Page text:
Trump has repeatedly denounced his political opponents during his time in the White House. He has also continually referred to the media as the “enemy of the people.”

The White House Correspondents’ Association in February called on Trump to make it “absolutely clear to his supporters that violence against reporters is unacceptable.”

[The Hill]

The chairman of the far-right Proud Boys sat behind Trump at his latest speech

Amid the sea of dark suits and red “Make America Great Again” gear behind President Trump at his televised speech in Miami on Monday, one man stood out. Appearing above the president in some live shots, he wore dark sunglasses, a black baseball cap and a black T-shirt with a message of support for Trump’s longtime adviser now facing federal charges: “Roger Stone Did Nothing Wrong!”

The man is notable for more than his attire, though. Enrique Tarrio is the chairman of the Proud Boys, a far-right, self-described “western chauvinist” organization known for violently clashing with antifascists and for its alleged links to white nationalists.

Neither Trump nor the White House knew he was in attendance, Tarrio told The Washington Post. Rather, he said he scored the prime seat simply by showing up early at Florida International University.

“I got there at 7 a.m., so I got to pick my seat,” Tarrio told The Post. “I was the second person in line. I stood in the hot Miami sun.”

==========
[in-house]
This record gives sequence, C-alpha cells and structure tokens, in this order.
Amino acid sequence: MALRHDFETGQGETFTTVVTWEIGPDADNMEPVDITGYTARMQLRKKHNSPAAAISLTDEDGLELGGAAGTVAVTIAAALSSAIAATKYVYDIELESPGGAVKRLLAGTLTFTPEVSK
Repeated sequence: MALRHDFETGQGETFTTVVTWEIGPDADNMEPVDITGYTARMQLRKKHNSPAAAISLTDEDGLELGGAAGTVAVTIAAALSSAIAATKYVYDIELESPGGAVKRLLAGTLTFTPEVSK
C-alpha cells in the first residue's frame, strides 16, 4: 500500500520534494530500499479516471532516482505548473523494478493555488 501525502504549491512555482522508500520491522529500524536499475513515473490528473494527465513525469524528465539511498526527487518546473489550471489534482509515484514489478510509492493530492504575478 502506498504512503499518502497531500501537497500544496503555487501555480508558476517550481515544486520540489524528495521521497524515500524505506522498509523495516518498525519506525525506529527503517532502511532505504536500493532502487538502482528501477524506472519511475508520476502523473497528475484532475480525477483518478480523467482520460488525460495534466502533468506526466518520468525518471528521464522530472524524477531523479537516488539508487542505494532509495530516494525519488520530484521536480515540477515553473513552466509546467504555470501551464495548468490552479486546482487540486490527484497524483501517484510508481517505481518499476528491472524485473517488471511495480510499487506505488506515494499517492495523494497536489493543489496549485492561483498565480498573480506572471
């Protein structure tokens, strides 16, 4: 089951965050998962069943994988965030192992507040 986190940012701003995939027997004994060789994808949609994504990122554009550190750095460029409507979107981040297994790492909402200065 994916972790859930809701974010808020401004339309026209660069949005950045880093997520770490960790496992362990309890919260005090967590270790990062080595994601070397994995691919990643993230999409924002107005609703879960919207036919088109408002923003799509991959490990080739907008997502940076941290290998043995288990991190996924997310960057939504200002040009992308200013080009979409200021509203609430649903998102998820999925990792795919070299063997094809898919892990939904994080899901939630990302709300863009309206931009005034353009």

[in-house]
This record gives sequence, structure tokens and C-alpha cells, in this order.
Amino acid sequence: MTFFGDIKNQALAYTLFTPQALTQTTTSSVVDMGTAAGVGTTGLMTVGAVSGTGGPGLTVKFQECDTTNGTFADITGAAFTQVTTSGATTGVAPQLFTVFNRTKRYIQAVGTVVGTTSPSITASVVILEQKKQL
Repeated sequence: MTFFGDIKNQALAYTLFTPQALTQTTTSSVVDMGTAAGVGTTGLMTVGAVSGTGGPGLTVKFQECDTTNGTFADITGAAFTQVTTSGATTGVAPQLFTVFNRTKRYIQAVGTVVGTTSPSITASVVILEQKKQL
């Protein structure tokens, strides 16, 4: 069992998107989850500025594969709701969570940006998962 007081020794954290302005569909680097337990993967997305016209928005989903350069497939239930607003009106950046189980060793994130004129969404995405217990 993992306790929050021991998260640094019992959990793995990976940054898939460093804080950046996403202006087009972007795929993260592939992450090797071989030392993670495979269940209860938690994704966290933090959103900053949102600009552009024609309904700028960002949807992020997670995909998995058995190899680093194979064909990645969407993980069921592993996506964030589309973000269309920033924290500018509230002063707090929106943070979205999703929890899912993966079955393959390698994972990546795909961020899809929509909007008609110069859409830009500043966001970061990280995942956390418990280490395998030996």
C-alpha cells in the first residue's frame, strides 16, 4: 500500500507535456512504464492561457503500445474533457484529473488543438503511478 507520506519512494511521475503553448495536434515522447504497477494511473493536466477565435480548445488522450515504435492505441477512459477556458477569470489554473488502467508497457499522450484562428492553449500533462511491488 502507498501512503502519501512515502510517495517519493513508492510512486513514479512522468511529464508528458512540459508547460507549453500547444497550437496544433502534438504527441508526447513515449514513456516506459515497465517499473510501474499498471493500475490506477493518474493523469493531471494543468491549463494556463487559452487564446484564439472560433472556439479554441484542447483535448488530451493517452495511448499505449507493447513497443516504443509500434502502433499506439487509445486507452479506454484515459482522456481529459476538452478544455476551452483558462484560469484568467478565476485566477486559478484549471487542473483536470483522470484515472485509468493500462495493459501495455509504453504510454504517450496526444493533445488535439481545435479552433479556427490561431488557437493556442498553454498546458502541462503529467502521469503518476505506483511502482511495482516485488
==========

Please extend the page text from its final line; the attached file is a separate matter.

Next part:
The White House didn’t immediately respond to a message about Tarrio’s appearance.

The Proud Boys leader’s prominent placement at Trump’s speech could give new fuel to critics who say the president has failed to distance himself from the far right in the years since he claimed there were “very fine people on both sides” at the deadly “Unite the Right” rally in Charlottesville, which was organized by a man who once attended Proud Boys meetings. Tarrio also attended the rally, though he claims to have left before the violent attacks began.

Tarrio disputes the Southern Poverty Law Center’s claim that his organization is a hate group, an allegation that also led Proud Boys founder Gavin McInnes to sue the SPLC earlier this month.

“I’m not a white supremacist. I’m not an extremist. I’m a regular dude,” said Tarrio, a small-business owner who identifies as Afro-Cuban and who served nearly a year in federal prison for his role in a scheme to resell stolen medical equipment.

[Washington Post]

Don’t condemn white nationalists, Veterans Affairs’ diversity chief was told after Charlottesville, emails show

A top White House appointee at the Department of Veterans Affairs sought to silence the agency’s chief diversity officer, who — in the aftermath of last year’s racially charged violence in Charlottesville — pushed for a forceful condemnation that was at odds with President Trump’s response, newly disclosed emails show.

The tense exchange between Georgia Coffey, a nationally recognized expert in workplace diversity and race relations, and John Ullyot, who remains VA’s chief communications official, occurred during a low point in Trump’s presidency: when he blamed “many sides” for the deadly clash in Charlottesville without singling out the white nationalists and neo-Nazis who rallied there.

One woman was killed and dozens were injured in the August 2017 protest, which began over the city’s plan to remove a statue of Confederate Gen. Robert E. Lee from a local park and ended when a car plowed into a crowd of anti-racism protesters.